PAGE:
How Do You Adapt a Classic for the 21st Century?
Classics are being adapted all the time, with new film, television and play versions being created for new audiences. But exactly how do you adapt a well-known story for the 21st century? How does the classic style of the story translate to a modern audience?
Our team has the run-down on some of the latest film adaptations of our beloved classics. In case that wasn't enough, we will also be sharing some upcoming adaptations for you to sink your teeth into post-lockdown!
If Beale Street Could Talk (2018)
James Baldwin’s If Beale Street Could Talk is a classic tale of love set in 1970s New York. Pregnant Tish and her fiancé Fonny are a young black couple, trying to survive in a broken system. The novel is intimately specific and eternally relevant, as Tish’s narration explains how the couple are ripped apart when Fonny is falsely accused of rape and imprisoned.
Barry Jenkins’ 2018 adaptation delivers the lyricism and emotional focus recognisable across his work. The couple are portrayed with dreamy, romantic languor, but the film truly comes alive in its flashes of humour and heartbreak, especially with Tish’s family and Fonny’s old friend, Daniel. The film’s stylised portrayal of love, always accompanied with romantic swells of music, is extremely beautiful, but also softens the corners of Baldwin’s visceral text. Combining Jenkins’ specific directorial style with Baldwin’s singular literary voice, the film demonstrates a fascinating intersection of the two which is mesmerising to watch.
Little Women (2019)
Louisa May Alcott’s Little Women follows the March sisters' development into womanhood, love and independence. Greta Gerwig’s adaptation closely follows the novel, with the exception of chronology and a clever re-imagination of the ending. Gerwig makes a fascinating decision to limit the romance between characters Jo March and Friedrich Bhaer. In the novel, Alcott highlights Jo’s desire to not marry, but ultimately does so in the end to satisfy readers of the time. However in her re-imagining, Gerwig alludes to Jo remaining independent. Arguably, this ambiguity reflects Alcott’s desired ending, but also expertly captures Jo’s narrative with a modern lens.
The incredible cast has inspired admiration and love from a new generation. Phenomenal performances by Florence Pugh and Saoirse Ronan grasp a bold, feminist spirit that resonates beautifully. Gerwig depicts a remarkable story about women, successfully told by women, and transports Little Women as a 21st century classic.
The Personal History of David Copperfield (2019)
Charles Dickens' rather lengthily titled novel, The Personal History, Adventures, Experience and Observation of David Copperfield the Younger of Blunderstone Rookery, follows the life of a young man through a series of fascinating and often devastating events. Dickens’ semi-autobiographical novel weaves between themes of death, love, education and poverty to tell the hopeful story of a man dealing with life and everything that comes with it. The added social commentary makes this novel a critical yet enjoyable read.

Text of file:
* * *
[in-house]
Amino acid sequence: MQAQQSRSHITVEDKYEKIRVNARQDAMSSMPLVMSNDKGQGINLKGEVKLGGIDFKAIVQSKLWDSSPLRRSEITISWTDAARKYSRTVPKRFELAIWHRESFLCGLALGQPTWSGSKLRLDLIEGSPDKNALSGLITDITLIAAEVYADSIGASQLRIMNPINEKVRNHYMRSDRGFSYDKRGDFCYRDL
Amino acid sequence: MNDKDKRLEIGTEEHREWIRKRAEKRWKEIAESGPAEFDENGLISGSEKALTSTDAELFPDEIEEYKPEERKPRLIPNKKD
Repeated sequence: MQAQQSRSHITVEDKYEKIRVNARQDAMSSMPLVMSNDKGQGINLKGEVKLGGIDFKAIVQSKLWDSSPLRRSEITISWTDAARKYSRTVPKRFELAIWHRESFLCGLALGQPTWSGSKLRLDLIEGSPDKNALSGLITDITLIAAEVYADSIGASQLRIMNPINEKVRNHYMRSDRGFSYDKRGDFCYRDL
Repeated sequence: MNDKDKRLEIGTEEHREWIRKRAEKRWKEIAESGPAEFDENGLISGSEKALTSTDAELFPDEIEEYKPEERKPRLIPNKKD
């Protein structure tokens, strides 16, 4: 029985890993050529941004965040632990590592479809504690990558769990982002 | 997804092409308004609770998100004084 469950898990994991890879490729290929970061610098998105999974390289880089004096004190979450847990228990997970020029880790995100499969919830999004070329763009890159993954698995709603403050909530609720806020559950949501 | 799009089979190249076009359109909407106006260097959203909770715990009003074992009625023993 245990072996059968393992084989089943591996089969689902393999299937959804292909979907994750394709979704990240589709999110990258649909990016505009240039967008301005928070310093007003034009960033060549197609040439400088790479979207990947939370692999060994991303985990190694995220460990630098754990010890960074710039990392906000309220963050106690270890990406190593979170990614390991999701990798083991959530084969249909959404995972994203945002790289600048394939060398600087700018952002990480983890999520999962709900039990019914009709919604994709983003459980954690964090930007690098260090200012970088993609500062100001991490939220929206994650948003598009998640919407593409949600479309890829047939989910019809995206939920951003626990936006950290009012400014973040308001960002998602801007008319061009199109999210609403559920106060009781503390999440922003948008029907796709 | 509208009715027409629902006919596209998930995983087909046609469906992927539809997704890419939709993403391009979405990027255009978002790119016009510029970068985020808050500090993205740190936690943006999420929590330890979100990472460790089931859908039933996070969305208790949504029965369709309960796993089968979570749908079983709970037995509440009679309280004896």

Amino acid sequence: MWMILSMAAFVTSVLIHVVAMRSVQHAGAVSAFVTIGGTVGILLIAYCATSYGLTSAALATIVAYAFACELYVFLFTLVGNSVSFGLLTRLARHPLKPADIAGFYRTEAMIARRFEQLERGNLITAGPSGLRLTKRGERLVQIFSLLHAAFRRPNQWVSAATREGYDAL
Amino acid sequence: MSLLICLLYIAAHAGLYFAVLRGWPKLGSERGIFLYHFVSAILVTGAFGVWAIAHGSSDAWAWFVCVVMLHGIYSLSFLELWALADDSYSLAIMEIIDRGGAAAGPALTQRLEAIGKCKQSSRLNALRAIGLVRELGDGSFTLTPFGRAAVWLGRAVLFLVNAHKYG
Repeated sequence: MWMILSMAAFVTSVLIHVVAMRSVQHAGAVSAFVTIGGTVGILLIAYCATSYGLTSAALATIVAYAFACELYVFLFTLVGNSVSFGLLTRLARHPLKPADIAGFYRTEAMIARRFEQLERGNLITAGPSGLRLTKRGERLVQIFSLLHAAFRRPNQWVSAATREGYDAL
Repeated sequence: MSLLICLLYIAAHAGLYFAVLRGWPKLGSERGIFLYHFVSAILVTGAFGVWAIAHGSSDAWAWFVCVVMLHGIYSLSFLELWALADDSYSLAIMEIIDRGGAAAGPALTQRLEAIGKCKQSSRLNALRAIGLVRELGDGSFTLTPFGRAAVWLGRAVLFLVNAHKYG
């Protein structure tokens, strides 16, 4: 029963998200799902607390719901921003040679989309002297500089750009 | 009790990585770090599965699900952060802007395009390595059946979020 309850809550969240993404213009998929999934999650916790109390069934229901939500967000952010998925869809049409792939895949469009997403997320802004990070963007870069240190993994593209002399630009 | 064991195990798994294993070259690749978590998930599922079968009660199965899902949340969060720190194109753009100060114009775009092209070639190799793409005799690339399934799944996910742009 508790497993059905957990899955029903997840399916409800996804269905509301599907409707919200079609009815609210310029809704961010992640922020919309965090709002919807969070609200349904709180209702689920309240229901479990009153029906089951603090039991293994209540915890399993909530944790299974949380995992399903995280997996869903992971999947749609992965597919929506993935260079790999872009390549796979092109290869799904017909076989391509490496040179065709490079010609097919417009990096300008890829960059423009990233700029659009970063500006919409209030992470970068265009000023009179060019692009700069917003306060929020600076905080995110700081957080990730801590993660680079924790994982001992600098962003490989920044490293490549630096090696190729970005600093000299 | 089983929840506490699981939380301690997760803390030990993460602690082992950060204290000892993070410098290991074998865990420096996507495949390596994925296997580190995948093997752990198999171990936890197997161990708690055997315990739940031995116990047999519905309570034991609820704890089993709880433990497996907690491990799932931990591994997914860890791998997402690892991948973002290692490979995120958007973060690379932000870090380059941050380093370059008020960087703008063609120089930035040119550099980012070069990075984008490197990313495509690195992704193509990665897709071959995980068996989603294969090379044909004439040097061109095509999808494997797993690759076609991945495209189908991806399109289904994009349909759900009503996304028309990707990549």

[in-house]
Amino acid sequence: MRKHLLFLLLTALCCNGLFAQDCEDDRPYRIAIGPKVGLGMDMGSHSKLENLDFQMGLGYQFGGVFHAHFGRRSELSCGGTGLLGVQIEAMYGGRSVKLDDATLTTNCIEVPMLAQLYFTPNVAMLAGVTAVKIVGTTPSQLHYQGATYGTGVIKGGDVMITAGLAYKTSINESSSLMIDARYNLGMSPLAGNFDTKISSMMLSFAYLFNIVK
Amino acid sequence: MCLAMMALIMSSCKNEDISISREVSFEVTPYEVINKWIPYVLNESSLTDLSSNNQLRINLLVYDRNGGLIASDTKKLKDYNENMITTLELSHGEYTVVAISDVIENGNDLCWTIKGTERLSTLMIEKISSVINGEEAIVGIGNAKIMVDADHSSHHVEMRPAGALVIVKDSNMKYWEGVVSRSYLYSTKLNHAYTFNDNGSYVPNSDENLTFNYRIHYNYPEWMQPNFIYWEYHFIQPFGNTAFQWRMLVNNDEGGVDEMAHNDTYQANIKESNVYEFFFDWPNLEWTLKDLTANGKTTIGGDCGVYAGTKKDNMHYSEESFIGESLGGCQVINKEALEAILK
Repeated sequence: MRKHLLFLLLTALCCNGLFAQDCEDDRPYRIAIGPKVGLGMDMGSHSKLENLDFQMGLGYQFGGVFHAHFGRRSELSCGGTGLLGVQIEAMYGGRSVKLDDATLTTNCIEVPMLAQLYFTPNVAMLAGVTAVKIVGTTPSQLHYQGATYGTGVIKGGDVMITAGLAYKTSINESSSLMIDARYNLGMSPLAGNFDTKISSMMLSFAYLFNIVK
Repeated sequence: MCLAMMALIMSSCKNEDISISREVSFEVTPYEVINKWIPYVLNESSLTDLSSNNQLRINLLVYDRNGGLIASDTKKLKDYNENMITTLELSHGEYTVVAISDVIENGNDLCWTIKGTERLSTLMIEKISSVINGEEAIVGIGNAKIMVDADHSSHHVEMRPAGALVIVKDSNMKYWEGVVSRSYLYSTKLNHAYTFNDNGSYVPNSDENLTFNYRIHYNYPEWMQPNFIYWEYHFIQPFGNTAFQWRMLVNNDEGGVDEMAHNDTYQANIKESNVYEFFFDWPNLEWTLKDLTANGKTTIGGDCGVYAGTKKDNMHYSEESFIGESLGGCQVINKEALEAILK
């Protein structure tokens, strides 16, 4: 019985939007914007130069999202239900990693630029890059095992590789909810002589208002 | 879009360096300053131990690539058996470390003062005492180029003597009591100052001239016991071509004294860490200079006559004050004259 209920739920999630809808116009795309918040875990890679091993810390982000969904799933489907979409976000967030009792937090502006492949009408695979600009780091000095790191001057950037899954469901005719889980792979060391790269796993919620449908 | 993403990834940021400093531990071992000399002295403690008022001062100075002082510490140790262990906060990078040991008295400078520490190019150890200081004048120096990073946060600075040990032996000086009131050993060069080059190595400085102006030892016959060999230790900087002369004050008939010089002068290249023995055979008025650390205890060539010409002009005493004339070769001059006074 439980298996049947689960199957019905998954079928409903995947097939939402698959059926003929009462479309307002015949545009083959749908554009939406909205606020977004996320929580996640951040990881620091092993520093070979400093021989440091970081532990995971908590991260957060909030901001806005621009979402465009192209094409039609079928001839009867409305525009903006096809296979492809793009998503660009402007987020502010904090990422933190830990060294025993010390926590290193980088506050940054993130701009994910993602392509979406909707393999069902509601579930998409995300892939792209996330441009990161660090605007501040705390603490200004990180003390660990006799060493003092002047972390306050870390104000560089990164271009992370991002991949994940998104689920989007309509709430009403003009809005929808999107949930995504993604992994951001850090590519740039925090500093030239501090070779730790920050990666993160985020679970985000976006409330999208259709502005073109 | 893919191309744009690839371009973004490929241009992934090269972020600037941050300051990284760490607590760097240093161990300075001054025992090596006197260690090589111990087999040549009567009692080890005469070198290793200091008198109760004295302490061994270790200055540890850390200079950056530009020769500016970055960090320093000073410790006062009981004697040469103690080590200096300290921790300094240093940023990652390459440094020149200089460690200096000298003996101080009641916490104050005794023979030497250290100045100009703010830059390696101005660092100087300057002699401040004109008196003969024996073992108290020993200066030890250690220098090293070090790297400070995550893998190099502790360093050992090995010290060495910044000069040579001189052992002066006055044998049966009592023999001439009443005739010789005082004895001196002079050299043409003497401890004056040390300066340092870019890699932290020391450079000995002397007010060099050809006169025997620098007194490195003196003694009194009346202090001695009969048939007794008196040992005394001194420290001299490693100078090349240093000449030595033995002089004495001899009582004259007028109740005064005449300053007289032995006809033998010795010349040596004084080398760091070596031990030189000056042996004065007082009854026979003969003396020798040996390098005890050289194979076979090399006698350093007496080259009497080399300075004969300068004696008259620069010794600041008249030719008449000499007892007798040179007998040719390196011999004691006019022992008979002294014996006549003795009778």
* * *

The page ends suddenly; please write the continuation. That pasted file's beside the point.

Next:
The news of a movie adaptation of David Copperfield came as welcome news to Dickens' fans. The casting of Dev Patel to play Copperfield sparked some controversy, with some arguing a man of Indian heritage should not play the lead role in a story set in 1840s England. Despite such prejudiced criticisms, the film received great reviews and brought Dickens' vibrant and unique narrative to life.
Autumn de Wilde models Jane Austen’s classic romantic satire into a millennial screwball romp. Emma., now marketed with a spell-check distressing full stop, follows the life of the “handsome, clever and rich” 21 year old as she naively, and often unsuccessfully, plays matchmaker for those around her. It’s a light tale of misunderstanding which, apart from the unforgettable nosebleed scene, stays true to Austen’s voice and subtle critique of upper class sensibilities of her time. The casting is impeccable, with Bill Nighy, as Emma’s widowed father, and Tanya Reynolds’ Mrs Elton as the obvious scene stealers.
The vibrant palette, highly stylised decor and playfully awkward editing gives the film a Wes Anderson feel, making this enduring classic more accessible for a 21st century audience. The film provides light entertainment and is sprinkled with the timeless, universal themes that delight Austen fans of all ages; comedy, social critique and the enduring power of true love.
The ability for film directors to breathe fresh air into classic stories is what makes adaptations like these continually relevant and exciting to watch. Stories like Little Women have spawned stage, film, television and musical adaptations, which just goes to show how different storytellers are always imagining new ways to tell old stories. With this in mind, we also want to highlight some future releases that you’ll want to keep on your radar….
This summer brings us another film adaptation of Frances Hodgson’s The Secret Garden, a seminal work in children’s literature, but equally a story for all ages. Not too long afterwards is the release of Dune in December, an adaptation of Frank Herbert’s epic sci-fi novel, starring Timothée Chalamet as the leading man (need we say more?). Also, if you’re someone who likes to read the book before the film we also suggest reading Daphne du Maurier’s Rebecca. The cast has only just been announced for the feature film but it’s one we’re already excited about.